Being a highly prolific writer is sneered at in some circles. Some people think there’s a trade-off between quality and quantity. To do truly ‘great work’ – you can’t do very much of it. Science disagrees. Most of the world’s best writers, creatives and innovators – are also hugely prolific, productive people.
Like Barack Obama, Mark Zuckerberg’s wardrobe is stuffed to the gills with exactly the same clobber so he doesn’t have to think about what to wear in the morning. He does this because even the smallest smidgen of mental energy invested in deciding whether it’s a brogues or socks and sandals kinda day could be better spent. Zuckerberg never bothers his high-tech grey matter about his daily outfit because he removes the need to make a decision in the first place. In short, he has a system.
The last few weeks for first-time novelist Wyl Menmuir have been a blur. Since finding out his book The Many had been longlisted for the Man Booker – the most prestigious literary prize in the world – he’s been interviewed by national newspapers, courted by big name agents and has headlined literary events.
You’ll never get something written if you don’t start writing it.
At this point you’ll be so awe-struck by this razor-sharp nugget of writing wisdom that you’ll have to make yourself a cup of really strong sweet tea. No?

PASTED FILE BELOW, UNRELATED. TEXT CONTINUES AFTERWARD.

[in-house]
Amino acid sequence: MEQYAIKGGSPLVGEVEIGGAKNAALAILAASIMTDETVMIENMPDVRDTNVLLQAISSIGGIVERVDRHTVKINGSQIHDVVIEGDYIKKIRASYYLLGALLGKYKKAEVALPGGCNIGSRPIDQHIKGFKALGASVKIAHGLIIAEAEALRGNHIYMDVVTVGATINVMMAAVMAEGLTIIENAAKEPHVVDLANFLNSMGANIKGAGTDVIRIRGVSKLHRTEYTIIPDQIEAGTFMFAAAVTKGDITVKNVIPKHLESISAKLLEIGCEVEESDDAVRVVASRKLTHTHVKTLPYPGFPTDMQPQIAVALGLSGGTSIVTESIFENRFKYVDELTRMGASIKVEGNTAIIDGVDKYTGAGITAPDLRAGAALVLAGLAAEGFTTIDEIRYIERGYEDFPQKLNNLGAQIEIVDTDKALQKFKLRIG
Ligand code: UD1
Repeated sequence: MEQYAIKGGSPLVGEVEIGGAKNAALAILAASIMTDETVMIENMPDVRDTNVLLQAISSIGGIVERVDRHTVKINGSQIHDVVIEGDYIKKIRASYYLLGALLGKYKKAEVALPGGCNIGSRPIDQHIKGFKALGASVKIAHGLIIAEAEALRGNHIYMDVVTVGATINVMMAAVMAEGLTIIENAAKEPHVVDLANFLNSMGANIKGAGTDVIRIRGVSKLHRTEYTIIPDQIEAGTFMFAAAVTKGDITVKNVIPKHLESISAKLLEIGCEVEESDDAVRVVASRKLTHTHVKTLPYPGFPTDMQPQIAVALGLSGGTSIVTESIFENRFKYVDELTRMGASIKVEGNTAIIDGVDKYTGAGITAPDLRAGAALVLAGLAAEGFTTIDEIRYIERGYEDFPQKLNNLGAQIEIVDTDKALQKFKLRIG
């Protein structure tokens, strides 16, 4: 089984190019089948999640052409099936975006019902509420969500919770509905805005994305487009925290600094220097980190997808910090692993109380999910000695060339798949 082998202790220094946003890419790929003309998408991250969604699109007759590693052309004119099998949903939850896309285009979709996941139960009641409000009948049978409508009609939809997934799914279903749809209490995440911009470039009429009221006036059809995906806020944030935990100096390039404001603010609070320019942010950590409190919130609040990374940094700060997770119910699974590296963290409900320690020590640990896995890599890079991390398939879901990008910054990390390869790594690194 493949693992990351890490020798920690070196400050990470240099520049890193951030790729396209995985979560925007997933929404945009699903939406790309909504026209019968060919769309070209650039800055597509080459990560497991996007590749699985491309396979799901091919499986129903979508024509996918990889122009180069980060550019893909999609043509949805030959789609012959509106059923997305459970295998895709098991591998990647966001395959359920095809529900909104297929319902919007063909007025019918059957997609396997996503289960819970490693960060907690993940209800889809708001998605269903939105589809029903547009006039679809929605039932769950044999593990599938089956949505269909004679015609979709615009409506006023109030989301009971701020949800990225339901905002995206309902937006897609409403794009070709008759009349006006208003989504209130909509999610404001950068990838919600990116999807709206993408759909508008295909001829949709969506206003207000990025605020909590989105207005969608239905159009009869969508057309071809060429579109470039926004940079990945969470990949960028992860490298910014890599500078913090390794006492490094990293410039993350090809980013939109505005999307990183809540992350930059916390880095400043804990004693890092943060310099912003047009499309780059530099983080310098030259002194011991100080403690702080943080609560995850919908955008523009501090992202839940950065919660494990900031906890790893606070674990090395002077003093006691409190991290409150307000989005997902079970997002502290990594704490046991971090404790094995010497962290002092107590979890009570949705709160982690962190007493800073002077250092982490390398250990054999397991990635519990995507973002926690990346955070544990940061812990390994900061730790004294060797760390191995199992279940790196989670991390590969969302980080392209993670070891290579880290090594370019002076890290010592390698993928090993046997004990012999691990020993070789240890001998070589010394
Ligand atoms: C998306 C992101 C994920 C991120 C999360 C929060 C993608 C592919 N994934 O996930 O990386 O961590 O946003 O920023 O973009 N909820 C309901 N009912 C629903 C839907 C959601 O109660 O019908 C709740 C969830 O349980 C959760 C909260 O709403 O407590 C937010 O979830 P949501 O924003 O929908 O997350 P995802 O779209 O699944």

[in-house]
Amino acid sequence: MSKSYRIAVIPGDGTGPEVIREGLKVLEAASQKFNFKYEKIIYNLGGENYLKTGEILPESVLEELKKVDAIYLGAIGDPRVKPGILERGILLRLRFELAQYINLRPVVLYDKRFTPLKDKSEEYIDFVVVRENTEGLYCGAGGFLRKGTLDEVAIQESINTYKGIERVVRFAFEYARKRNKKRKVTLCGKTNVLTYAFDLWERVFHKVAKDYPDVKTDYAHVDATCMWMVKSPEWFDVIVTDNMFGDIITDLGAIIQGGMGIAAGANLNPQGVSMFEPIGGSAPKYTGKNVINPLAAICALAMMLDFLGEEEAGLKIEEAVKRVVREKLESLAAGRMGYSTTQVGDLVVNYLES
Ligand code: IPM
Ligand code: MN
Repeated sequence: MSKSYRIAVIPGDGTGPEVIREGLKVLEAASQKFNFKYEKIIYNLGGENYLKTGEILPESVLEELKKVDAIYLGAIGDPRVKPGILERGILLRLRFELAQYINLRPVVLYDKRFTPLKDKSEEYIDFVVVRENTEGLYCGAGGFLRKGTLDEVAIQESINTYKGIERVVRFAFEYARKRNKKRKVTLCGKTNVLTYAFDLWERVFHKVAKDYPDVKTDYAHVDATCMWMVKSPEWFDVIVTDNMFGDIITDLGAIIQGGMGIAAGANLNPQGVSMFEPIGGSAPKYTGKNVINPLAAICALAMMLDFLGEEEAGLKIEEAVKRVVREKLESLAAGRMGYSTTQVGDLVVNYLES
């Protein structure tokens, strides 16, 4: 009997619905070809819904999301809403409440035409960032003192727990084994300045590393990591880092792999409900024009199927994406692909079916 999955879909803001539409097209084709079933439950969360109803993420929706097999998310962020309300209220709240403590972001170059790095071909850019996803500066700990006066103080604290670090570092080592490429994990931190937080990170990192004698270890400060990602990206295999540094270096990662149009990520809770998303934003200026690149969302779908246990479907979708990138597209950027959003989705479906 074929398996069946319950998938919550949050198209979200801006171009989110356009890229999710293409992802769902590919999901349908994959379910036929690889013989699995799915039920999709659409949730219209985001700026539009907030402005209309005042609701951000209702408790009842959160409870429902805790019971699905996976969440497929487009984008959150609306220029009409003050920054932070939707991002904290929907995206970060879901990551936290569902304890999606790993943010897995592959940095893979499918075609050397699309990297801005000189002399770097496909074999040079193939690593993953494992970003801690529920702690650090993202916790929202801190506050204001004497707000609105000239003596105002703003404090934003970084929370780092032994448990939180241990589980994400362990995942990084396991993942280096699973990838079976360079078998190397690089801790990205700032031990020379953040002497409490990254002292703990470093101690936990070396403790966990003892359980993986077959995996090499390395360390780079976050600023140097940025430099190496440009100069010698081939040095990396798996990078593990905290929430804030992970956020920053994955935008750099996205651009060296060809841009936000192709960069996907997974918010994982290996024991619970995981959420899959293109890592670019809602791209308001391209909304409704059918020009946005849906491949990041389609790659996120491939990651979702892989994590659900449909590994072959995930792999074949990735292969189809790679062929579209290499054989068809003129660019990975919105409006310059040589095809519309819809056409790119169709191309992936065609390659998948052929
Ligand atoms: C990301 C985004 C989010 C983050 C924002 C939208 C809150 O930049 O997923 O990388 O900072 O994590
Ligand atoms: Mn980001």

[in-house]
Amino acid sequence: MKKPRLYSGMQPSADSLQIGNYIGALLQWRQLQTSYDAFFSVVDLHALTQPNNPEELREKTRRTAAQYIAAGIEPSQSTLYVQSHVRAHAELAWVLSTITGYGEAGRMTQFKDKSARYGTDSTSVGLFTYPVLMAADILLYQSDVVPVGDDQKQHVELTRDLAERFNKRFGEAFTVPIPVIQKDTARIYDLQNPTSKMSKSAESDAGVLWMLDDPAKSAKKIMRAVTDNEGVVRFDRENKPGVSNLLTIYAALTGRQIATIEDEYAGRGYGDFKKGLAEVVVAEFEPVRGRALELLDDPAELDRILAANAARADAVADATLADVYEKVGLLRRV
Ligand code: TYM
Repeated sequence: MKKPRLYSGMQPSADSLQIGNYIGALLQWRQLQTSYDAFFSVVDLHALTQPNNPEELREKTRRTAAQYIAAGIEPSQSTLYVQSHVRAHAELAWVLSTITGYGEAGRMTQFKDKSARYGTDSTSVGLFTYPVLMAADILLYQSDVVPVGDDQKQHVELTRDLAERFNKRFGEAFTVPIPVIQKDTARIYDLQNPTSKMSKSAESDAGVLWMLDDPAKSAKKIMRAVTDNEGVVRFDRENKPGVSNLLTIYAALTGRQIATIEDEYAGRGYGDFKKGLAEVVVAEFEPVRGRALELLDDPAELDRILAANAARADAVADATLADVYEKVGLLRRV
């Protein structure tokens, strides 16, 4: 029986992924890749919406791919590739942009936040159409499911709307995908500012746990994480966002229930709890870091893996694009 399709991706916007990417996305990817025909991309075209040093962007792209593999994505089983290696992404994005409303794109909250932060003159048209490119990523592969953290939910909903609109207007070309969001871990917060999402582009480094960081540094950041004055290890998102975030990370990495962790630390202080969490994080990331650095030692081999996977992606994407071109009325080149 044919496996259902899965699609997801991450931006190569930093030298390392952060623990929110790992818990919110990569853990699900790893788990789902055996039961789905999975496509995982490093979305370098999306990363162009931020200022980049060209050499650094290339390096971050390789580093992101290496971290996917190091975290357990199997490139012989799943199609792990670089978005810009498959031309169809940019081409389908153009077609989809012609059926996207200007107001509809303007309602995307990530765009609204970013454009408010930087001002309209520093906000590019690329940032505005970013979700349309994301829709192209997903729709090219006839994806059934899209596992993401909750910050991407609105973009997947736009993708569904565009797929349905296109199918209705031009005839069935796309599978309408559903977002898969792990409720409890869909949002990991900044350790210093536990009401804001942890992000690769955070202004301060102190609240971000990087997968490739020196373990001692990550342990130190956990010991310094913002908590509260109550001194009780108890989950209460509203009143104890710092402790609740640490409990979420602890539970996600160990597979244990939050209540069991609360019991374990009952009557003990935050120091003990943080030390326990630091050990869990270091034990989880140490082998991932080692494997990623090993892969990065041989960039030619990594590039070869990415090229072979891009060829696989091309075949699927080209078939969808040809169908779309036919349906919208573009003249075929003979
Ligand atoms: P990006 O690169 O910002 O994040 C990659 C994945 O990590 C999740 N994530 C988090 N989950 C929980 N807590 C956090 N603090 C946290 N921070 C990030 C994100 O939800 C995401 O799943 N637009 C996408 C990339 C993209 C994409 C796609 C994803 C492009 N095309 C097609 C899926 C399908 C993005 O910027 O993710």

“Ultimately, literature is nothing but carpentry. Both are very hard work. Writing something is almost as hard as making a table. With both you are working with reality, a material just as hard as wood. Both are full of tricks and techniques. Basically very little magic and a lot of hard work are involved.” Gabriel Garcia Marquez
You’ve made it — you’re a paid writer! Maybe you write advertising copy, video sales letters, memos and presentations, or greetings cards. You’re in this line of work because you love language and you were that child who always hung around the library: there was always a novel in you.
When your long term creative passion is an unpaid side-project, it’s tough to know if you’re moving forwards, treading water or just going round in circles headless-chicken style and never getting any better.
I don’t have an infectious disease but if I did, I imagine telling people you have one garners much the same reaction as telling people you’ve written a short comedy film. There’s normally some initial interest – even enthusiasm – but then a yawning chasm of social awkwardness opens as people think I might expect them to like the film or even worse – find it funny.
Indie authors might be revolutionising the publishing industry but bagging yourself a top agent can still make all the difference to your writing career. And that means you need to know to approach them, what they’re looking for and how they work. We asked Hellie Ogden from leading literary agency Janklow & Nesbit to give us a few pointers on what she looks for from a budding author.
At the time of writing, the top two trending articles on Buzzfeed are: ‘15 Struggles You’ll Only Understand If You’re Obsessed With Cereal’ and ‘The 15 Emotional Stages of Mobile Phone Ownership’. It’s safe to say that Cal Newport, author of Deep Work: Rules for Focused Success in a Distracted World, hasn’t read either.